WASHINGTON—A shocking report released by the U.S. Department of Education this week revealed that a growing number of the nation's educators struggle on a daily basis with some form of teaching disability.

The study, which surveyed 2,500 elementary and high school level instructors across the country, found that nearly one out of every five exhibited behaviors typically associated with a teaching impairment. Among them: trouble paying attention in school, lack of interest or motivation during class, and severe emotional issues.

"For teaching-disabled and at-risk educators, just coming to school every day is a challenge," said Dr. Robert Hughes, a behavioral psychologist and lead author of the study. "Even simple tasks, like remaining alert and engaged during lessons, can be a struggle. Unfortunately, unless we take immediate action, these under-performers will only continue to fall further behind."

"Our teachers are in trouble," Hughes continued. "Some can't even teach at a basic sixth-grade level."

As noted in the report, hundreds of schools have already begun setting up special classrooms in which the teaching- disabled can receive the extra attention they require, teach at their own unique pace, and be paired up with patient students who can help to keep them on track.

According to school administrators, new programs like these encourage marginalized and disenfranchised teachers by rewarding them for showing up to school prepared and taking an active part in classroom discussions. Many also have counselors on hand to intervene when an instructor grows frustrated or throws a tantrum and storms out of the room.

In the new "Teachers First!" program at Wesley Academy in Chicago, educators who were once labeled "lost causes" and left to flounder in the system for years on end are now diagnosed with specific teaching disorders, given extra time to grade difficult assignments, and, in the case of particularly troubled teachers, moved back a grade.

"We're much more sensitive now to the factors that influence their behavior: abusive home lives, drug and alcohol problems, or often, the fact that they never should have been put in regular classrooms to begin with," Wesley principal Donald Zicree said. "A lot of these poor men and women have been told they can't teach for so long that many start to believe it after a while."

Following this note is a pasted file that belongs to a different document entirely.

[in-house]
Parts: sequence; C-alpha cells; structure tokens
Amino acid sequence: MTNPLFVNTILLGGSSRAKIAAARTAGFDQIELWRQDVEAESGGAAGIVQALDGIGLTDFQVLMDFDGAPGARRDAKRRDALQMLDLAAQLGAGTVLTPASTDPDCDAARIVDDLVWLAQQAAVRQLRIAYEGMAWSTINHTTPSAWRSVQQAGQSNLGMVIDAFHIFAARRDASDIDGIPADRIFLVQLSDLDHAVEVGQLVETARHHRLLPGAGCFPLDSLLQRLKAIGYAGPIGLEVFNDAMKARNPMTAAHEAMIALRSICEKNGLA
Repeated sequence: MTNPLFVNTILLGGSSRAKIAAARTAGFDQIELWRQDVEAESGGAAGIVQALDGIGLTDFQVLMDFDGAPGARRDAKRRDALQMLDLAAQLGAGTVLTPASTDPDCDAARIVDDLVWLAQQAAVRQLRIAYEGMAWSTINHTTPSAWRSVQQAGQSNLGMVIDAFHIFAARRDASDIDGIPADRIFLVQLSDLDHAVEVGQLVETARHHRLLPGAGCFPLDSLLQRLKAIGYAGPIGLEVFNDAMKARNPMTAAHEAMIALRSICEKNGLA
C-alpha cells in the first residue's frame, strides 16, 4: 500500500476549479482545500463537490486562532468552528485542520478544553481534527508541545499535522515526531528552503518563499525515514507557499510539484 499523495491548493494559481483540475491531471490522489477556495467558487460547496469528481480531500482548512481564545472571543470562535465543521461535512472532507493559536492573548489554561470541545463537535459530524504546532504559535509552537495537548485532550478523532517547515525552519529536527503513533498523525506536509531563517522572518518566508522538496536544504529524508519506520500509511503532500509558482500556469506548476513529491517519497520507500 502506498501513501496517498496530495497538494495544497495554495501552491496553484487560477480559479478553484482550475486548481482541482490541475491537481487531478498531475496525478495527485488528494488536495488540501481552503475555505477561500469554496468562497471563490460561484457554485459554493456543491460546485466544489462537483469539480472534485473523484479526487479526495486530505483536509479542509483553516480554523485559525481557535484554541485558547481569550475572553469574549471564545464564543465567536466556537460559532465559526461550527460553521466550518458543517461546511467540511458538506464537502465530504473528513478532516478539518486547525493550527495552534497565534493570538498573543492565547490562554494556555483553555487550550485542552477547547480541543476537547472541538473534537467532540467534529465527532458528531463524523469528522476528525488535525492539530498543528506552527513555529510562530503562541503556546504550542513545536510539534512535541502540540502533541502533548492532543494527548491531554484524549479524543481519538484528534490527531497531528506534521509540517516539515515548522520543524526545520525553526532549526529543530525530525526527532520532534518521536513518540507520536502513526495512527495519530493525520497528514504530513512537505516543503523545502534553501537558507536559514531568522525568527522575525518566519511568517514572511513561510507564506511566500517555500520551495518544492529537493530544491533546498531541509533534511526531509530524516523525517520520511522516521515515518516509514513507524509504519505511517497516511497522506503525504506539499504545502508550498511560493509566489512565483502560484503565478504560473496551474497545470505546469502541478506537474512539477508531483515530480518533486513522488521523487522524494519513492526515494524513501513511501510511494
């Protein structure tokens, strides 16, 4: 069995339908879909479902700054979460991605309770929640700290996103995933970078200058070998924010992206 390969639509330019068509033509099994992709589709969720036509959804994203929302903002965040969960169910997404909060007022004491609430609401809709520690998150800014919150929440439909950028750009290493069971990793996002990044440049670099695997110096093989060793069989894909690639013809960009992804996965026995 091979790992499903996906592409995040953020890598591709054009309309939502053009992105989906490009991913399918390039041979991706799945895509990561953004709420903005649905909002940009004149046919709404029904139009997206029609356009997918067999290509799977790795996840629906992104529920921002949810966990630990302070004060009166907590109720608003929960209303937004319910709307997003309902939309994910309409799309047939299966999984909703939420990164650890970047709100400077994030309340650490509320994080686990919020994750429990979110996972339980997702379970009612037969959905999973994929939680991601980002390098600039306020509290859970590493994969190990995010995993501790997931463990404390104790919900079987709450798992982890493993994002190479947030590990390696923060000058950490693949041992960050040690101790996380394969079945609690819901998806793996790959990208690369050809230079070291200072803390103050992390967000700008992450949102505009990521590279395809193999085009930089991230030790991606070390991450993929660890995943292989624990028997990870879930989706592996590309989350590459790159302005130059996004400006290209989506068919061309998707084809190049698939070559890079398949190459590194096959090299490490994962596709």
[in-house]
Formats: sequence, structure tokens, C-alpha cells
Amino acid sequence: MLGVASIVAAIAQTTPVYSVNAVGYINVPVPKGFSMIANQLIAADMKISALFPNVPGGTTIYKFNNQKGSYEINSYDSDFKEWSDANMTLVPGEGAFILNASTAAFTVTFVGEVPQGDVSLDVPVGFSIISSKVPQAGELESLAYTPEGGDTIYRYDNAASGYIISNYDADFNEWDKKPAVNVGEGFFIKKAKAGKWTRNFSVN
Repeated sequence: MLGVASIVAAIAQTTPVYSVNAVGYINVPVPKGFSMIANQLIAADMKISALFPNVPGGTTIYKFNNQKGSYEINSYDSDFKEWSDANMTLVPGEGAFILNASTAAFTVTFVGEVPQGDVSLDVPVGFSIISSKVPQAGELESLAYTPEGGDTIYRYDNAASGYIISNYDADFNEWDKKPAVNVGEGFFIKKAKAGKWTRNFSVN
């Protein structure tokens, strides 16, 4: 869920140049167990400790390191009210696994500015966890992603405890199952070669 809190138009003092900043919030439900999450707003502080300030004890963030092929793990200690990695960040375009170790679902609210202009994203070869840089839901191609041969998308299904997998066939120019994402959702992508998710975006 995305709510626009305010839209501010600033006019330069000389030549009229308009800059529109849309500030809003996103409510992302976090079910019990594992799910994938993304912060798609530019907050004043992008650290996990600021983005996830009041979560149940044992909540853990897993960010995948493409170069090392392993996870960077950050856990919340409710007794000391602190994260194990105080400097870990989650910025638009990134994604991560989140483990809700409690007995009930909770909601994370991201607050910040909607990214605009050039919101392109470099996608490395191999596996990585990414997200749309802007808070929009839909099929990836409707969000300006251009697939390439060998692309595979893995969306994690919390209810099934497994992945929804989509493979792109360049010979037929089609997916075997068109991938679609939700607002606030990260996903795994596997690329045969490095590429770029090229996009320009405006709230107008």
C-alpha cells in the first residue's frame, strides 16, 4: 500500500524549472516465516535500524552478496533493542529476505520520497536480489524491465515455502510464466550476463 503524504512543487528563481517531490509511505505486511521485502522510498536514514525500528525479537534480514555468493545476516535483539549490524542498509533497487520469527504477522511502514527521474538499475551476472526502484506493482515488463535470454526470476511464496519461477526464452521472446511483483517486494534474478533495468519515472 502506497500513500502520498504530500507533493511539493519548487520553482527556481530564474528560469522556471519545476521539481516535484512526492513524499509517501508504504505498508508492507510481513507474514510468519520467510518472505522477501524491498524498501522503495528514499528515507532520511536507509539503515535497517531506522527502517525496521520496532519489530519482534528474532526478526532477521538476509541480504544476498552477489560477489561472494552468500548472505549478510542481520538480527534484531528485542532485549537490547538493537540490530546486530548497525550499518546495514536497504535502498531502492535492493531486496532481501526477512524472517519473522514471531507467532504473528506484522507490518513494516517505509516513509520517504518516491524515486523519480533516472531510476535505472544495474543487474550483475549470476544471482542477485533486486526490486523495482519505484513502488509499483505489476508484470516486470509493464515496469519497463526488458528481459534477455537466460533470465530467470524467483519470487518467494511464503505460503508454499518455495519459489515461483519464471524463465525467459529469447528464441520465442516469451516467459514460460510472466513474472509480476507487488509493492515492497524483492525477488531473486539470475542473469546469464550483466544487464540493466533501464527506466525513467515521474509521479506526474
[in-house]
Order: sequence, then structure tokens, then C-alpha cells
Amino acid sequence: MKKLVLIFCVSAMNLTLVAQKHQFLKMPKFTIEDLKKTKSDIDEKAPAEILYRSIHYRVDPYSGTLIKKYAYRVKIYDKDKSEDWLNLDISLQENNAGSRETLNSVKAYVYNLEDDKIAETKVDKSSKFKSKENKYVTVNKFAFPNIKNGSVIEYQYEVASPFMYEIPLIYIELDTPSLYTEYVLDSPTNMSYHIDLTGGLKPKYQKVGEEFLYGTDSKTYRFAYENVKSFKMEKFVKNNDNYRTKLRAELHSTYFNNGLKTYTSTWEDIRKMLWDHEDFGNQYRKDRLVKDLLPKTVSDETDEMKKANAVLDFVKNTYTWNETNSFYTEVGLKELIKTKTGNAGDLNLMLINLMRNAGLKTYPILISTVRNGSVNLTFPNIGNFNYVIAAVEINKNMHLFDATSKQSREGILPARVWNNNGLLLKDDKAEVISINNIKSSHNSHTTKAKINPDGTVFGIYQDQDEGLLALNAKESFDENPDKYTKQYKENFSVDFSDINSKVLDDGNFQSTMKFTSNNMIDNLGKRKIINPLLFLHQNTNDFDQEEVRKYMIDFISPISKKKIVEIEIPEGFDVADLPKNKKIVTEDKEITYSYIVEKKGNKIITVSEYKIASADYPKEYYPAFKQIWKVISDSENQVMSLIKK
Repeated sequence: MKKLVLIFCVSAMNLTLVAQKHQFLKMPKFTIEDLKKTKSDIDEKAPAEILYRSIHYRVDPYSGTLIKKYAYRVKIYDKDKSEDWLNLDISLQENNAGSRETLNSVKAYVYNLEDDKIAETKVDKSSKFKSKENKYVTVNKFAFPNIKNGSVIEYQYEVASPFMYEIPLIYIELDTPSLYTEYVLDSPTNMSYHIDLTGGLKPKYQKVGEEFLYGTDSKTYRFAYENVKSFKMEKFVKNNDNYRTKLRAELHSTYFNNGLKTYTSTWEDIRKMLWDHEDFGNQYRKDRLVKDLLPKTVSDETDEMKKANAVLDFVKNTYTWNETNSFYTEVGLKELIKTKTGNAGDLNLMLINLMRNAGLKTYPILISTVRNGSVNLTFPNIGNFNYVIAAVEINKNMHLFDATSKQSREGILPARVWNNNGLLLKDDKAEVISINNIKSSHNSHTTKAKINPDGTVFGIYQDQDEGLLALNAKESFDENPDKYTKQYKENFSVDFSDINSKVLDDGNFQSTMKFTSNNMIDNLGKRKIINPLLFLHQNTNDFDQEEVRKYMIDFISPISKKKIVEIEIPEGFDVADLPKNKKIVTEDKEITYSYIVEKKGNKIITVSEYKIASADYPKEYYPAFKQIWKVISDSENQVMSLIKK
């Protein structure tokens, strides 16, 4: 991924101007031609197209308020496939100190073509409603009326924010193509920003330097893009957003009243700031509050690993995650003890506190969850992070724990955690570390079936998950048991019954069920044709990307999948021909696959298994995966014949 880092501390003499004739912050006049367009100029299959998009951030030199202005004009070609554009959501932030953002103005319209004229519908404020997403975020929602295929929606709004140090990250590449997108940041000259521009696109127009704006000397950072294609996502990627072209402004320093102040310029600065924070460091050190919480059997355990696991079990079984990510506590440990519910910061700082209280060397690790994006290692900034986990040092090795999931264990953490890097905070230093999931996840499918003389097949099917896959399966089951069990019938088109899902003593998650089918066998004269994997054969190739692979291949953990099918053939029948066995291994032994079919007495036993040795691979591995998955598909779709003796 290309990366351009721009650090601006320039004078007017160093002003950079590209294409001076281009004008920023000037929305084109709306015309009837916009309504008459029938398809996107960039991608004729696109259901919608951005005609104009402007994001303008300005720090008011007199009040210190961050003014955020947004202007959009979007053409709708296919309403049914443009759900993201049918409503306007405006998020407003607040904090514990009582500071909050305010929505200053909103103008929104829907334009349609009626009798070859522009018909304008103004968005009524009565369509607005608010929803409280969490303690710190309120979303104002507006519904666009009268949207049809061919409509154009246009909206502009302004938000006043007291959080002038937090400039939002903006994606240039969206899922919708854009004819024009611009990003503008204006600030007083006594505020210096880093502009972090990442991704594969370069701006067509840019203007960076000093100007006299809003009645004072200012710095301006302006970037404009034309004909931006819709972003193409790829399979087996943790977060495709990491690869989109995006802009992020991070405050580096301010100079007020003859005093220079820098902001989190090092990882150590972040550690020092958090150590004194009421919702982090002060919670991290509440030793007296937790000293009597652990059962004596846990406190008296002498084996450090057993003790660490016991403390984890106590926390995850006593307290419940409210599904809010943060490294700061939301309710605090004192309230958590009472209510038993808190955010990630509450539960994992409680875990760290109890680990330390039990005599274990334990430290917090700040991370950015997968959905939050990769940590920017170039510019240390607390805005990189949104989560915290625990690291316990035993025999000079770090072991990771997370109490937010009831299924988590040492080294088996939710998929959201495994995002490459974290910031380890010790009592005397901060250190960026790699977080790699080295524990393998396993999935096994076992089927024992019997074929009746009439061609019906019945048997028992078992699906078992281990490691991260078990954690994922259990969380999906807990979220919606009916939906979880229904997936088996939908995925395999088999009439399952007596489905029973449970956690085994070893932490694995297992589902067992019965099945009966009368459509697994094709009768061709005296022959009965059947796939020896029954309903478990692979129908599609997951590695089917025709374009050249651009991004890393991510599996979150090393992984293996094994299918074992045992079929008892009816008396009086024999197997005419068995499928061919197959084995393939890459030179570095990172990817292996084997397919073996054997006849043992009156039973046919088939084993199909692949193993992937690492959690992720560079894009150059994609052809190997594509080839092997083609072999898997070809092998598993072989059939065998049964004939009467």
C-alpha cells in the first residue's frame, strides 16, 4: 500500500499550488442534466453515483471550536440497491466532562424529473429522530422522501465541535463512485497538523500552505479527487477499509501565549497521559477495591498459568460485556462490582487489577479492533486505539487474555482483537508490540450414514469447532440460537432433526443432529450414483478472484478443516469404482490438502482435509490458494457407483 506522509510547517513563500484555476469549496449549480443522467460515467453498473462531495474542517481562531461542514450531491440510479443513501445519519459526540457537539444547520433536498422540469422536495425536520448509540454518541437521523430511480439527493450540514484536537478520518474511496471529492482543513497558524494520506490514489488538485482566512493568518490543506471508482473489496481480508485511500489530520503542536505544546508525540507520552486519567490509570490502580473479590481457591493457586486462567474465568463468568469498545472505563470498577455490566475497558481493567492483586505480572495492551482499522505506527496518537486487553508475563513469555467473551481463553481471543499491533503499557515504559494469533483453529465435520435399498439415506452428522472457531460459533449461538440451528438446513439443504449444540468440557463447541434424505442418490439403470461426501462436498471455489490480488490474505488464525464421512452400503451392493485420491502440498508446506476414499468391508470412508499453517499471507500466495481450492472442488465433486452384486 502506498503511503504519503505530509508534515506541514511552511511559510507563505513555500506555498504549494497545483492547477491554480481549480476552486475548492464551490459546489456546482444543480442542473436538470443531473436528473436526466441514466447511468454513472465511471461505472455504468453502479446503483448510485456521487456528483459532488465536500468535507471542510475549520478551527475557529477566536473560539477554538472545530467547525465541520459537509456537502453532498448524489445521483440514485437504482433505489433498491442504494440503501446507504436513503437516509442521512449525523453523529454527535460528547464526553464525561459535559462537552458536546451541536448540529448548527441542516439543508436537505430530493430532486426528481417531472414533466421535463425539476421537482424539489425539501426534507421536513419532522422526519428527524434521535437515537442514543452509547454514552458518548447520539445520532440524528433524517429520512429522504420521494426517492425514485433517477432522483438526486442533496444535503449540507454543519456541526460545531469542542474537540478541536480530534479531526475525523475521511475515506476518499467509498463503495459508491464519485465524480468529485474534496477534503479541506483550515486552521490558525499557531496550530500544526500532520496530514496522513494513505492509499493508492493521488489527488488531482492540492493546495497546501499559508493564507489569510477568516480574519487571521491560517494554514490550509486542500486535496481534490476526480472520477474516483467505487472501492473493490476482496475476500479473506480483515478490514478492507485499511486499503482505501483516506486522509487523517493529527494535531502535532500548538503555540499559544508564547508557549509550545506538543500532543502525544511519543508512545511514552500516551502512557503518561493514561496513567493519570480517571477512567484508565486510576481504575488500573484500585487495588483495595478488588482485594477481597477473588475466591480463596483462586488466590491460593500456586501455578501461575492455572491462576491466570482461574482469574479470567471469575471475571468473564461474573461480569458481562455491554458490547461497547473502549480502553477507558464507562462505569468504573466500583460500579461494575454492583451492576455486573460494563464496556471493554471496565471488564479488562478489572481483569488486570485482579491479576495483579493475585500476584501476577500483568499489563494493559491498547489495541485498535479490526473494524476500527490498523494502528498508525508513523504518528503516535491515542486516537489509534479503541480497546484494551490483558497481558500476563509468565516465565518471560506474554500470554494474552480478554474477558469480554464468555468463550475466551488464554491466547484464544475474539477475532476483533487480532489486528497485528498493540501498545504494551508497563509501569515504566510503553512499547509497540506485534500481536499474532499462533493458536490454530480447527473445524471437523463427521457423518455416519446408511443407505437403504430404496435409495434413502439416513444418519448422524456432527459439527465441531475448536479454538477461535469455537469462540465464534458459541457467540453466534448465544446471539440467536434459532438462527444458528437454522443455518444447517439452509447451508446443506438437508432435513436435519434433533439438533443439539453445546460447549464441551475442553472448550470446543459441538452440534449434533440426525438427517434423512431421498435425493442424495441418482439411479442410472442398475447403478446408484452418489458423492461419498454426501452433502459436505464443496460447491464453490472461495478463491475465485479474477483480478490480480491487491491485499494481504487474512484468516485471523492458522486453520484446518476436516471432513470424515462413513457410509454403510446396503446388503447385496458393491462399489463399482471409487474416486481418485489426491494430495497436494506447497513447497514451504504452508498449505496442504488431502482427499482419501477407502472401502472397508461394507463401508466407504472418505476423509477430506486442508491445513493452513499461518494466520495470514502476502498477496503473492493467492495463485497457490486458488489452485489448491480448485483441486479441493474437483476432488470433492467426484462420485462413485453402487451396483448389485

"Rather than punishing our teachers or kicking them out, we give them a gold star every time they do something right," Zicree continued. "If they write the correct answer to a math problem on the board, they get a gold star. If they volunteer to read aloud during English class, they get a gold star. You'd be amazed what a little positive reinforcement can do. Some of our teachers† have even stopped drinking in their cars during lunch."

According to Zicree, school officials aren't the only ones excited by the difference the new programs are making. Many educators have also responded favorably, realizing that they no longer have to act out or create disruptions in order to get the attention they so desperately crave.

For a few, like Michael Sturges, a 10th-grade history teacher at Wagar High School in Council Grove, KS, being put in a special classroom has reawakened a love for teaching he hasn't felt in years.

"Now that I know I have a teaching disability I don't beat myself up so much when I have a bad day or can't grasp the material we're working with," said Sturges, 38, who has pinned a number of perfectly graded assignments up on his wall. "I used to think teaching and stuff was pretty lame, but now—I dunno—I guess it's all right. If anything, being in school now might help me to get a decent job when I'm older."

Added Sturges, "You know, something that pays more than $24,000 a year."